Cornish returned to the theme of the pub throughout his career. Bar scenes with individual character drawings, men playing dominoes, convivial conversations, and drawings of darts players. He also made detailed drawings of the beer pumps, furnishings, pint glasses and posters to ensure accuracy in his work. These features sometimes appear as individual component pictures because of their own special qualities and occasionally they are brought together in large composite paintings. Most of Cornish’s larger works involving many characters are constructed in this manner.
The large oil paintings such as The Crowded Bar, have carefully constructed compositions incorporating characters and details from his extensive collection of sketchbooks. These drawings enabled Cornish to create informal conversation pieces where a group of people appear to be interacting naturally.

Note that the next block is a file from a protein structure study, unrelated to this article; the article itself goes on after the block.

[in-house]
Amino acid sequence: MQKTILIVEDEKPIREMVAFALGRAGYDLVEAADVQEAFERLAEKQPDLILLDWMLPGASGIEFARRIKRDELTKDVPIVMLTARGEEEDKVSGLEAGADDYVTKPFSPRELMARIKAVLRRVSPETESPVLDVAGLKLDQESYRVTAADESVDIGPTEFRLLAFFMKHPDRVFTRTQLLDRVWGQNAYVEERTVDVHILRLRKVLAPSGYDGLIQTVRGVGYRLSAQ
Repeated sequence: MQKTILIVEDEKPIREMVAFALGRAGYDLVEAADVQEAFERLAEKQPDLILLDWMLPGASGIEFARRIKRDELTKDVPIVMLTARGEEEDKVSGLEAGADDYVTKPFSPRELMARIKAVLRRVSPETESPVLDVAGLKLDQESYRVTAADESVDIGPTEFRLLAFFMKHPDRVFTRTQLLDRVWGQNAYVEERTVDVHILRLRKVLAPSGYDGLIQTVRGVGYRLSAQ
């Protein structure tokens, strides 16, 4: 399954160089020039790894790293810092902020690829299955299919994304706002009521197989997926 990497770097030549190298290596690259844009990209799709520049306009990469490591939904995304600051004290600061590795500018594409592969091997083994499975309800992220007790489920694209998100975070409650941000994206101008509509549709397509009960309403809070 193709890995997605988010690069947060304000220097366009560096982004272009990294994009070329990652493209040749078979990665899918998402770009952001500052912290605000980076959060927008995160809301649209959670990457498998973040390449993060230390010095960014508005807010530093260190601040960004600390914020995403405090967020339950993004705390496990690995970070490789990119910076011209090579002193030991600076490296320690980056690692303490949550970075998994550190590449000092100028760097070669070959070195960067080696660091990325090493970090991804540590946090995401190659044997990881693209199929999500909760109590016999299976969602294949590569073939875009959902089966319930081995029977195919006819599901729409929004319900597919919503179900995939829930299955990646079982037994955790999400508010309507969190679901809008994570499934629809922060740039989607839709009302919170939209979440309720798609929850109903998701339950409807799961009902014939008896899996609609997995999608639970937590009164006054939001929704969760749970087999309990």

The subject of Bar Scenes is covered in detail within ‘Behind The Scenes: The Norman Cornish Sketchbooks’, including a number of previously unseen preparatory drawings and sketches . Reference to this subject is also covered in two of the four essays by distinguished authors and historians Dr. Keith Wilson, Dr. Robert McManners and Gillian Wales (Cornish’s Biographers).
Throughout the centenary year, an interesting range of themed exhibitions is planned in order to commemorate Norman’s life and to celebrate his work.
If you would like to find out more click below: